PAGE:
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For State College, School Budget Worries Are No 'One-Time Battle'

on April 18, 2011 9:25 AM

Somewhere between tax returns and local monsoons this weekend, I couldn't shake the feeling that we -- the community "we" -- are missing something.

Our focus these past couple weeks has been intensely centered on the immediate impacts of the State College Area School District's proposed budget cuts, and rightly so. Our collective character -- our community character -- is rooted so deeply in education, the idea of cutting back in that arena digs at our shared identity.

But in the intensity of this moment, I haven't heard much said lately about where our school finances will us find again next year, or even the year after that. If the schools have brighter days ahead, certainly they'll have to endure darker nights first, the fiscal forecasts suggest.

The pain unfolding right now, by all indications, seems to be the first of several budget-tightening chapters.

To their credit, district business administrator Jeffrey Ammerman and school-board member Richard Bartnik are among those who consistently repeat that message. The state-imposed Act I index, which sets the district's taxation parameters, will probably sink lower in 2012. This year, it's at 1.4 percent for the State College district -- meaning that the board can't raise taxes any higher than 1.4 percent unless it seeks voter approval at the ballot box, or uses a few very special exceptions granted by the state Department of Education.

Board members have already ruled out the referendum option this year. Use of special exceptions -- allowed in order to help pay for specific expenses, such as special education and pension obligations -- would still keep any SCASD overall tax increase below the five percent threshold in 2011-2012. The board hasn't yet decided whether it will use any of those exceptions for '11-'12, however.

Gov. Tom Corbett has hinted that the special exceptions could disappear in the coming years, a prospect that could restrict local school-funding options further.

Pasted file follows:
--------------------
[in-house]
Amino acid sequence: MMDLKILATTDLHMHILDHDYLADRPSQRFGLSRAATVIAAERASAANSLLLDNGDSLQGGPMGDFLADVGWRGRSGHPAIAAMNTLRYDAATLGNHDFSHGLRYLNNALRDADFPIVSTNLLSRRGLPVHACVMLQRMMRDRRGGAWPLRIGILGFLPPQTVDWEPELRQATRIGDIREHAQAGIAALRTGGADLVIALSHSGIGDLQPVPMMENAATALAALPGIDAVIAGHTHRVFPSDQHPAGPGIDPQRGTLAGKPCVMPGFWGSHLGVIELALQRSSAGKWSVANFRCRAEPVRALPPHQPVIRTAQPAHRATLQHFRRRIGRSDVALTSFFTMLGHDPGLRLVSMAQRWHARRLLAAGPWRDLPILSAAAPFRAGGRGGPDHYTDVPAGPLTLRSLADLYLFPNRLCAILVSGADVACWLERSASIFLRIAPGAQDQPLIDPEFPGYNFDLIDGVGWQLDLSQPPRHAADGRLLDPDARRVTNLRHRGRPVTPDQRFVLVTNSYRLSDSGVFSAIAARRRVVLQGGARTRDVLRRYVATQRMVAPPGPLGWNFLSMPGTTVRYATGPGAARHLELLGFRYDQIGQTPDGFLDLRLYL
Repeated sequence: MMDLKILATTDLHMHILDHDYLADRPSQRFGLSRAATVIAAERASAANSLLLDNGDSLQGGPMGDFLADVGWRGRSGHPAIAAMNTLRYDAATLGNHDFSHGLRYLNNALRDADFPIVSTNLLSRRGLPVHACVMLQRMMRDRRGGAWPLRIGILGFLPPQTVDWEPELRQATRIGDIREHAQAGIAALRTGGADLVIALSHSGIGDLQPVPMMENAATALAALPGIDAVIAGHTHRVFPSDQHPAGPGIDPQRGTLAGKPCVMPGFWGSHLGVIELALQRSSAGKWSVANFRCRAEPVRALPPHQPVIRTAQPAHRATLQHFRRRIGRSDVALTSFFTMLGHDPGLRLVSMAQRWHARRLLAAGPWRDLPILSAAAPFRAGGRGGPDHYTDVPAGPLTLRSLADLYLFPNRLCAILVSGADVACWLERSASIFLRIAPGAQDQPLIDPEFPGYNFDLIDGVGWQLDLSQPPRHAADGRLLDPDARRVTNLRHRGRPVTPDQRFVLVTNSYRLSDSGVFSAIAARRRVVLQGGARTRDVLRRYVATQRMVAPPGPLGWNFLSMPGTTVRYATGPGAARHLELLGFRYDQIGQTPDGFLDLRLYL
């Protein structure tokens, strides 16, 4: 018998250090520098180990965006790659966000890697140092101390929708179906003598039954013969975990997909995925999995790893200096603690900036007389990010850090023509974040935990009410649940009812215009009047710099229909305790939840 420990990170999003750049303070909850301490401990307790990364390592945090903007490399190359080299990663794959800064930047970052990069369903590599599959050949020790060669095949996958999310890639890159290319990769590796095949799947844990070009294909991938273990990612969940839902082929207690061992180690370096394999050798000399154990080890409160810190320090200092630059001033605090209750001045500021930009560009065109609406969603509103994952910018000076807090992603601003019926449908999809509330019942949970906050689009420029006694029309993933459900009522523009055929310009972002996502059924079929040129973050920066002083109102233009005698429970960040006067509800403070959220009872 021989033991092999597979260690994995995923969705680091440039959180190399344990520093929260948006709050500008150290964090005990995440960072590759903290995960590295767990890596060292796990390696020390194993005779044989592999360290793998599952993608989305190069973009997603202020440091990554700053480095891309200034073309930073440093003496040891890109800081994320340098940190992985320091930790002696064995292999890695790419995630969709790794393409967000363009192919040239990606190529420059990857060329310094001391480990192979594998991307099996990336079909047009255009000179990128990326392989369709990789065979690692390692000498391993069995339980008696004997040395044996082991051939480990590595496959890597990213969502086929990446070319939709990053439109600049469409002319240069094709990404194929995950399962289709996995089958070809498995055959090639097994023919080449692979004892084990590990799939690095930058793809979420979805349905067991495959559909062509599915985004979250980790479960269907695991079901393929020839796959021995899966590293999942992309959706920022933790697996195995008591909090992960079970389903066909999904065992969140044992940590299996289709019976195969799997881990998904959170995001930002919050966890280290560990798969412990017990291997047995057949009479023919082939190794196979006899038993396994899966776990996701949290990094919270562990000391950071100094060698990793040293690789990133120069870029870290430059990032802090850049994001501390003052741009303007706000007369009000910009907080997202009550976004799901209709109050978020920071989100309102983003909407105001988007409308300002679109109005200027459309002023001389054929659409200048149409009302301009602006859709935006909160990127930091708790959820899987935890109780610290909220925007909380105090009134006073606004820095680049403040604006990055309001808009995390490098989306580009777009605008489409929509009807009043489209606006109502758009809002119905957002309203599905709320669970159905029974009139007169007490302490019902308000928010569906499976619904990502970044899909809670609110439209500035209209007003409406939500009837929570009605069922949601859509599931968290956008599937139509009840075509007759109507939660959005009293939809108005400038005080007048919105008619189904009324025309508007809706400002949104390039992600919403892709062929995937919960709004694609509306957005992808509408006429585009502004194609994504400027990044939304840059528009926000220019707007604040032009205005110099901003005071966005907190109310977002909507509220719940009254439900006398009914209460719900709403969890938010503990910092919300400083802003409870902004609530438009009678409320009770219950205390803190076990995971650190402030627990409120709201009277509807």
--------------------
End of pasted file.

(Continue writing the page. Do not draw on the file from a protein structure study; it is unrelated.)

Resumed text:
But wait. There's more.

Adding to the fiscal complications: the ongoing financial weight of pension obligations; waning state and federal support; an aging school infrastructure; sluggish growth in assessed property value; and a Harrisburg political culture apparently hell-bent on siphoning more and more public tax dollars away for private schools.

Not to mention the district's active litigation against a Canadian bank. Or what appears as a near-complete failure in Harrisburg to rethink the way we fund our public schools, to make it more equitable and less burdensome on those with very fixed incomes.

Consider all these elements taken together, and you get a stronger and stronger feeling that we'd better brace for upheaval throughout the foreseeable future, not just for '11-'12.

Of course, that's no consolation for the immediate future. But bearing the longer-term picture in mind -- it casts a different light on this fight.

This isn't a one-time battle. More and more, this is looking like a war over the future of our public-education system.

The circumstances inspiring the new-found outrage in our insulated valley are not, in fact, entirely new. They're just new to us. And they're becoming more pervasive across the state, across the country.

The more that people realize the totality of this thing, and the clear implications it bears -- well, perhaps they'll exercise greater political muscle to change the tide, alter its course and undermine its apparent inevitability.

If they can do that, maybe the inevitable scaling-back of public education won't be so inevitable, after all.

It's a nice thought, anyway.

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